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The unassuming hero of Jonas Karlsson's clever, Kafkaesque parable is the opposite of a malcontent. Despite scant education, a limited social life, and no prospects for success as it is usually defined, he's that rarity, a most happy fella with an amazing ability to content himself with very little. But one day, returning to his barebones flat from his dead-end, part-time job at a video store, he finds an astronomical bill from an entity called W.R.D. He assumes it's a scam. Actually, it is more sinister-- and it forces him to take a good hard look at his life and values.

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Donald Trump picked a military town, Virginia Beach, Va., to give a speech Tuesday on how he would go about reforming the Department of Veterans Affairs if elected.

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The season for blueberries used to be short. You'd find fresh berries in the store just during a couple of months in the middle of summer.

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Pakistan: 'The Ally From Hell' That Hides Its Nukes From The U.S.

Nov 4, 2011

The headlines this morning on the websites of The Atlantic and National Journal certainly grab your attention:

-- "The Ally From Hell." (The Atlantic)

-- "The Pentagon's Secret Plans To Secure Pakistan's Nuclear Arsenal." (National Journal)

Written by Jeffrey Goldberg of The Atlantic and Marc Ambinder of National Journal, the pieces add fascinating details to the reports in recent years (by Lawrence Wright of The New Yorker and others) about what's been called "the double game" that Pakistan plays.

On Morning Edition today, Goldberg told host Steve Inskeep about:

-- The lengths Pakistan goes to not just to keep its nuclear weapons from falling into the hands of terrorists, but to hide them from the U.S.

"Pakistani officials," Goldberg said, "are as concerned about an American attack on the Pakistani nuclear apparatus then they are about jihadists. This is a worry that was aggravated by the Abbottabad raid" by U.S. commandos, who killed Osama bin Laden in that Pakistani city last May.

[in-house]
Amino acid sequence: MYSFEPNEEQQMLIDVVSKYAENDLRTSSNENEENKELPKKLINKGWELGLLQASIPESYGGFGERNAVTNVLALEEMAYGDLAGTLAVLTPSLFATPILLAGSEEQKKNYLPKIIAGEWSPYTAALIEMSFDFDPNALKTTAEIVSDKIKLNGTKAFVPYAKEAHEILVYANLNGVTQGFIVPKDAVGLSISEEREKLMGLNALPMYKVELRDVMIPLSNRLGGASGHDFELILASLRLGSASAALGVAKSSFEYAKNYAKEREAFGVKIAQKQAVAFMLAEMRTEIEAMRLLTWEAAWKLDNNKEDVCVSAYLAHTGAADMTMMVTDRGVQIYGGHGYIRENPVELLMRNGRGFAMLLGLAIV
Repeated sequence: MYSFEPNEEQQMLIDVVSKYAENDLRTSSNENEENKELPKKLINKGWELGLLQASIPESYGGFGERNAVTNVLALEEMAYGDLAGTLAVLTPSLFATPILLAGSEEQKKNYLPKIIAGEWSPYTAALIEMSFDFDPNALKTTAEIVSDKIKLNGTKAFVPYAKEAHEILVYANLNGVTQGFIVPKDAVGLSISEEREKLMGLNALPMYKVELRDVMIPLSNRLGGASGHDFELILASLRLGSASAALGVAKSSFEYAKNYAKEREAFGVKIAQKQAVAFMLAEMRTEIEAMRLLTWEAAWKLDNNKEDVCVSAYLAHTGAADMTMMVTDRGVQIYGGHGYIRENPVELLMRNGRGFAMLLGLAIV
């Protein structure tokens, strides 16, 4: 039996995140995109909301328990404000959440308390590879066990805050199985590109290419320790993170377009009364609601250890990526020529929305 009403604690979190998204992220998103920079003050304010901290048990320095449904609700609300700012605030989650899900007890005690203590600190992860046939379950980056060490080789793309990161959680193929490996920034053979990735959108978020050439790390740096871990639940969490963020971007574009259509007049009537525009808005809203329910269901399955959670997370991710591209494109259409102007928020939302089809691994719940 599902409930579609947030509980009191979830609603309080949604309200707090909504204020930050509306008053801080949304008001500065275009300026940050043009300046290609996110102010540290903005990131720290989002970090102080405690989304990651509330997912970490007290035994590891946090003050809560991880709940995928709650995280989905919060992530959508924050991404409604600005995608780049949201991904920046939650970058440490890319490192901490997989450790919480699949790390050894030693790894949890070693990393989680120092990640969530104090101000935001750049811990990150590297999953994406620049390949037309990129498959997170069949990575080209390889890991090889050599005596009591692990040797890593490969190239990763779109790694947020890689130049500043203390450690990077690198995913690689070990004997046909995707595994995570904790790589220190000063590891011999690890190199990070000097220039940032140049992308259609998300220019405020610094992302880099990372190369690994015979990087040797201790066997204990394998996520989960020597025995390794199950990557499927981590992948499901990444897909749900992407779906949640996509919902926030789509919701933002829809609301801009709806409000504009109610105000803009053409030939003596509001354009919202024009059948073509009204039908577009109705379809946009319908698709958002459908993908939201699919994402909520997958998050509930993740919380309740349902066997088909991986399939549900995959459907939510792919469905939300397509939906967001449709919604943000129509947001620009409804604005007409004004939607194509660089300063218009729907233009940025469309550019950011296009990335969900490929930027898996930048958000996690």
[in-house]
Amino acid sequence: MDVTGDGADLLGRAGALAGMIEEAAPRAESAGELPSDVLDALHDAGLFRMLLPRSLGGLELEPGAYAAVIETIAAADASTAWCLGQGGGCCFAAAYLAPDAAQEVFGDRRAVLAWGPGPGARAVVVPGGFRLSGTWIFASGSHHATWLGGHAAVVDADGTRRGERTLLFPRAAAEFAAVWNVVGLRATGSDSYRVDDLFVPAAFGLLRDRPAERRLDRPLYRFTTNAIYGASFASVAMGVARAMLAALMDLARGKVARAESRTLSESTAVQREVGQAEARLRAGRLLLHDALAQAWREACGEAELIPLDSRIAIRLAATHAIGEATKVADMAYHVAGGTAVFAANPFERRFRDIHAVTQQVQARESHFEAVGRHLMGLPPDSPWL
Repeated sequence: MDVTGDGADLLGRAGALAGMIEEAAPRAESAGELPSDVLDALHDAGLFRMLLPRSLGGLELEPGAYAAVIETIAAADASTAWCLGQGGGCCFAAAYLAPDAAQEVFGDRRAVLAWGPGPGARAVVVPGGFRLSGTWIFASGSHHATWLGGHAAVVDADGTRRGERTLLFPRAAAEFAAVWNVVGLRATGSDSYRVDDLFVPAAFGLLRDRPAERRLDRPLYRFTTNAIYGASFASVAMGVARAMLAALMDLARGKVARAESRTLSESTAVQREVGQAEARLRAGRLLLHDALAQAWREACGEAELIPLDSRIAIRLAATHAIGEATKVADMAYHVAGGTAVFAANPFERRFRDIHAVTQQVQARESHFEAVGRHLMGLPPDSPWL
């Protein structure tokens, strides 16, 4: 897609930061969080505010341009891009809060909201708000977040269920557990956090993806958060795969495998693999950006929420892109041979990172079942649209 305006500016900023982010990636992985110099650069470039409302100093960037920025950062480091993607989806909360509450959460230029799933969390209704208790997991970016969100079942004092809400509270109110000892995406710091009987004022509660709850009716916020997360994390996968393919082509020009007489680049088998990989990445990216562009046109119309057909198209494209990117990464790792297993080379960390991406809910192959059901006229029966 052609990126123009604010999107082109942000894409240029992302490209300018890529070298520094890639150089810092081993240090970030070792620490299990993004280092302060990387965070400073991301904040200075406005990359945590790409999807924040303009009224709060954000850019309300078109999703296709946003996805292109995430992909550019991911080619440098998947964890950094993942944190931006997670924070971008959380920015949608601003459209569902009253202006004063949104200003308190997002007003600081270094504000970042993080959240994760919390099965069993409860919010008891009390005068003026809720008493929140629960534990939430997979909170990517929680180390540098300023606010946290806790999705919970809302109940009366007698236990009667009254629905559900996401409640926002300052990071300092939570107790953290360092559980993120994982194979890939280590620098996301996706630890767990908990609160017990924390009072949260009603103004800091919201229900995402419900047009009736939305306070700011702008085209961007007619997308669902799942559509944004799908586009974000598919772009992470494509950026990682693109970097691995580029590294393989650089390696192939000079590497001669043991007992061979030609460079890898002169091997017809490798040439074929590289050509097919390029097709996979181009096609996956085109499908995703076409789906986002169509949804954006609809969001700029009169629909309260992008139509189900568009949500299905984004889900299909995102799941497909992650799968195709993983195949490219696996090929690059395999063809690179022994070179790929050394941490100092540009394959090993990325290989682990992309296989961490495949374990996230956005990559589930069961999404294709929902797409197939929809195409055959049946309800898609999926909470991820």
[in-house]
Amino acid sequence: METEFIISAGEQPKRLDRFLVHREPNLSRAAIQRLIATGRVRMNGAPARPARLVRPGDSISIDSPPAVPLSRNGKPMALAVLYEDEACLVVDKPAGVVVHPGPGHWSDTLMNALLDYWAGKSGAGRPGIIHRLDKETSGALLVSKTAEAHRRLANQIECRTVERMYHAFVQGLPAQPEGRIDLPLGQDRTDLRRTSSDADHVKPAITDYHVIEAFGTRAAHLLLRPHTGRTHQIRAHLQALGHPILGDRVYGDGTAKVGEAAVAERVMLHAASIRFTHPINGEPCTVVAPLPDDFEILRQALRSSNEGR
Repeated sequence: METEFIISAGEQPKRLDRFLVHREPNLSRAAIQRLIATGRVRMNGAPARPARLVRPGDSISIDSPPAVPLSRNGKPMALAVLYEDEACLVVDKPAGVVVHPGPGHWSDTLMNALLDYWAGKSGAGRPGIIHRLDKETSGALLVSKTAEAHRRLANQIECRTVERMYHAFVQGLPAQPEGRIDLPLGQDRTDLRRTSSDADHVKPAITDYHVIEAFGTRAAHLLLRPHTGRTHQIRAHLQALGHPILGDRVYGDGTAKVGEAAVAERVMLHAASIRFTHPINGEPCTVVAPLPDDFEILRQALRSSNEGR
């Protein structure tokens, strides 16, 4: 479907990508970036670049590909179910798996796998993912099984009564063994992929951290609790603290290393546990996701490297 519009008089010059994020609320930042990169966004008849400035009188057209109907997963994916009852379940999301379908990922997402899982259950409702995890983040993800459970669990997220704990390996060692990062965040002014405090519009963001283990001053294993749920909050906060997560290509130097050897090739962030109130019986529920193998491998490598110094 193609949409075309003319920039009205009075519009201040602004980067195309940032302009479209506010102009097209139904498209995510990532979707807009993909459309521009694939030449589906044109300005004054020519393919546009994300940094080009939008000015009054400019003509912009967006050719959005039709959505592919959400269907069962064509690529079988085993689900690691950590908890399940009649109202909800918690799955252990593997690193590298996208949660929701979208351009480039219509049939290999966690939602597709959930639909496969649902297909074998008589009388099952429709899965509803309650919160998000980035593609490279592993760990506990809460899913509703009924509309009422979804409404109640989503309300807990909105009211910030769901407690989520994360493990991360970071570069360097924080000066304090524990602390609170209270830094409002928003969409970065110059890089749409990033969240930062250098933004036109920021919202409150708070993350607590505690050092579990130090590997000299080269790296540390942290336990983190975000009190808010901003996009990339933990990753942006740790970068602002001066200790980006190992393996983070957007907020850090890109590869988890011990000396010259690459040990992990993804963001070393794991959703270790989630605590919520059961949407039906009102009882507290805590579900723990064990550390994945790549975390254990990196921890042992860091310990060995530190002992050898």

This concern about the U.S., said Goldberg, has lead Pakistan to frequently move its nuclear weapons in an attempt to hide their locations. And when those weapons are moved, they're often transported in vans — and not in heavily armed convoys. "You literally have a situation in which ... fissile material" is being moved around "in basically, fairly insecure ways."

-- "Serious plans" that the U.S. military has drafted to go into Pakistan to get or disable its nuclear weapons if it looks like they might be about to fall into terrorists' hands. "You can imagine the chaos that would ensue," Goldberg said, because "what you're talking about here is not an Abbottabad-style raid or a series of raids. If you really wanted to neutralize the Pakistani nuclear arsenal, you'd be talking about an invasion of Pakistan."

Steve's conversation with Goldberg followed another report on Morning Edition — host Renee Montagne's interview of Seth Jones, author of In the Graveyard of Empires. They talked about the situation in Afghanistan, and as Jones pointed out, "every major [Afghan] insurgent group, from the Taliban to the Haqqani network, have their command and control structure on the Pakistan side of the border and in most cases with direct support from the Pakistan government, or at least its intelligence service."

There's one more story related to Pakistan to pass along. The Wall Street Journal reports this morning that "the Central Intelligence Agency has made a series of secret concessions in its drone campaign after military and diplomatic officials complained large strikes were damaging the fragile U.S. relationship with Pakistan."

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